The Johannine Corpus and the Unity of the New Testament Canon -- By: Gregory Goswell
JETS 61:4 (December 2018) p. 717
The Johannine Corpus
and the Unity of the New Testament Canon
* Gregory Goswell is Academic Dean, Lecturer in OT, and Postgraduate Coordinator at Christ College, 1 Clarence Street, Burwood NSW 2134, Australia. He can be contacted at email@example.com.
Abstract: The Johannine Corpus makes a significant contribution to the unity of the NT and the wide dispersal of the Johannine writings assists in this regard. The focus of the Gospel of John on a few miracles (“signs”) and its high Christology suit its location in fourth and final position in the Gospel corpus. Its canonical location makes it the interface between the Gospel corpus and the rest of the NT, where it bridges the evangelists’ portrait of Christ and Paul’s teaching about Jesus as the “Son of God.” Situated at this canonical seam, John’s Gospel also anticipates certain features of the book of Acts. Putting the Johannine Epistles alongside letters by James, Peter, and Jude in the Catholic Epistles implies the harmony of the teaching of the apostles and of the family of Jesus. Lastly, special prominence is given to Revelation by putting it in final position in the canon, where it brings together the witness of the OT and NT by describing the completion of the divine goal of renewing creation and restoring humanity through the person and work of Jesus Christ.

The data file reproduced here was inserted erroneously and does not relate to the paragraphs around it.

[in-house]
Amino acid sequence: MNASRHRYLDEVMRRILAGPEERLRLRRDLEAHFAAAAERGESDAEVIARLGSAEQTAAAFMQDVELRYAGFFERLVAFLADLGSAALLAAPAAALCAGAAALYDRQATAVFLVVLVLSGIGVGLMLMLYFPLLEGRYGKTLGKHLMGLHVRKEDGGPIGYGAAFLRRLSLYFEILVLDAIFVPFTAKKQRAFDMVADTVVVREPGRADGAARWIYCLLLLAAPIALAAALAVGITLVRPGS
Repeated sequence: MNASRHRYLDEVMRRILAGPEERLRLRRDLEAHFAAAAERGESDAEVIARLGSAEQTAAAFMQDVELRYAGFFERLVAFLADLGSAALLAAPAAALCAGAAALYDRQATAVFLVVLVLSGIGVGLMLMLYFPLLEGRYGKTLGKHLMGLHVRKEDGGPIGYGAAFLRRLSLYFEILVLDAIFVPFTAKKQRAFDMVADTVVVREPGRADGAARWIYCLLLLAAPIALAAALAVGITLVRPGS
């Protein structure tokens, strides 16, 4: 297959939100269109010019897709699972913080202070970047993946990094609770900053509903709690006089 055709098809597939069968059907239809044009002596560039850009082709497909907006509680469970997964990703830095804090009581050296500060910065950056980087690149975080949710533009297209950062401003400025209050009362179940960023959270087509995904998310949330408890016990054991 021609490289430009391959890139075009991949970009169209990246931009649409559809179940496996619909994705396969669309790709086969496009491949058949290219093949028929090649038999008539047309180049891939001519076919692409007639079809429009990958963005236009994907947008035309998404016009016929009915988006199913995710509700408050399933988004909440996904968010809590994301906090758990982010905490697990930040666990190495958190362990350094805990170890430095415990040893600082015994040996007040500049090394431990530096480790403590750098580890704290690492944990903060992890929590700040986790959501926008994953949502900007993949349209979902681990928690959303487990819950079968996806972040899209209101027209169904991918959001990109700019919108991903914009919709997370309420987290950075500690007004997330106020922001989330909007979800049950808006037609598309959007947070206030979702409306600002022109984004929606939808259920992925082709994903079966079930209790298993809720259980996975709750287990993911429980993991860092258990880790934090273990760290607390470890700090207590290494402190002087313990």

Key words: John, Johannine corpus, Gospel of John, canon, unity, Acts, Revelation
The NT writings are connected by a network of authorial associations (e.g. Mark and Peter, Luke and Paul) that present the Gospels and epistles as alternate mediums for the same message that centers on Jesus Christ.1 Along these lines, the Johannine corpus makes a special contribution to the unity of the NT witness to the person and work of Christ, and the unifying function of the Johannine corpus is all the more effective due to the fact that it includes literary works in several genres (Gospel, epistle, and apocalypse) and its components are not placed together but scattered throughout the NT canon.2 In this article I argue that the wide dispersion of materials labelled Johannine assists in unifying the disparate contents of the NT canon and promotes a particular reading of the NT as a whole.3 My main arguments are as follows: the climactic placement of John’s Gospel makes it the interface between the Four Gospel Corpus and the rest of the NT; in a number of significant ways John’s Gospel prepares for the presentation in the book of Acts; the teaching of the three Johannine Epistles is shown to be in harmony with t...
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